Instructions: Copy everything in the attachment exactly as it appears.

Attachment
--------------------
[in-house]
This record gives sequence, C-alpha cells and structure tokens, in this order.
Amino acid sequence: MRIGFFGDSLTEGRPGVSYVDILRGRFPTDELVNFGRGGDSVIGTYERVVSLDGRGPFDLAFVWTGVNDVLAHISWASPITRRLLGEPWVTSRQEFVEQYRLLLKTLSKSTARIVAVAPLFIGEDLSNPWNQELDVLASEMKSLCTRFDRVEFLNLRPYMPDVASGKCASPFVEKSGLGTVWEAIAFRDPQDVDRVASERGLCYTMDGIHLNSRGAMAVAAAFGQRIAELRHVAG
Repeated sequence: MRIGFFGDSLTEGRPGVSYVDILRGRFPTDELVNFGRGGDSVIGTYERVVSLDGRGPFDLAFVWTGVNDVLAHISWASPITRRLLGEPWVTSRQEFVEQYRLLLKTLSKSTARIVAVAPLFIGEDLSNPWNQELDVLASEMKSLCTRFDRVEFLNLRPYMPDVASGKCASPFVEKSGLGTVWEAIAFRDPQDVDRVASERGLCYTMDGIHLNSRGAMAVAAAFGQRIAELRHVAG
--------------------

[in-house]
This record gives sequence, C-alpha cells and structure tokens, in this order.
Amino acid sequence: MRIGFFGDSLTEGRPGVSYVDILRGRFPTDELVNFGRGGDSVIGTYERVVSLDGRGPFDLAFVWTGVNDVLAHISWASPITRRLLGEPWVTSRQEFVEQYRLLLKTLSKSTARIVAVAPLFIGEDLSNPWNQELDVLASEMKSLCTRFDRVEFLNLRPYMPDVASGKCASPFVEKSGLGTVWEAIAFRDPQDVDRVASERGLCYTMDGIHLNSRGAMAVAAAFGQRIAELRHVAG
Repeated sequence: MRIGFFGDSLTEGRPGVSYVDILRGRFPTDELVNFGRGGDSVIGTYERVVSLDGRGPFDLAFVWTGVNDVLAHISWASPITRRLLGEPWVTSRQEFVEQYRLLLKTLSKSTARIVAVAPLFIGEDLSNPWNQELDVLASEMKSLCTRFDRVEFLNLRPYMPDVASGKCASPFVEKSGLGTVWEAIAFRDPQDVDRVASERGLCYTMDGIHLNSRGAMAVAAAFGQRIAELRHVAG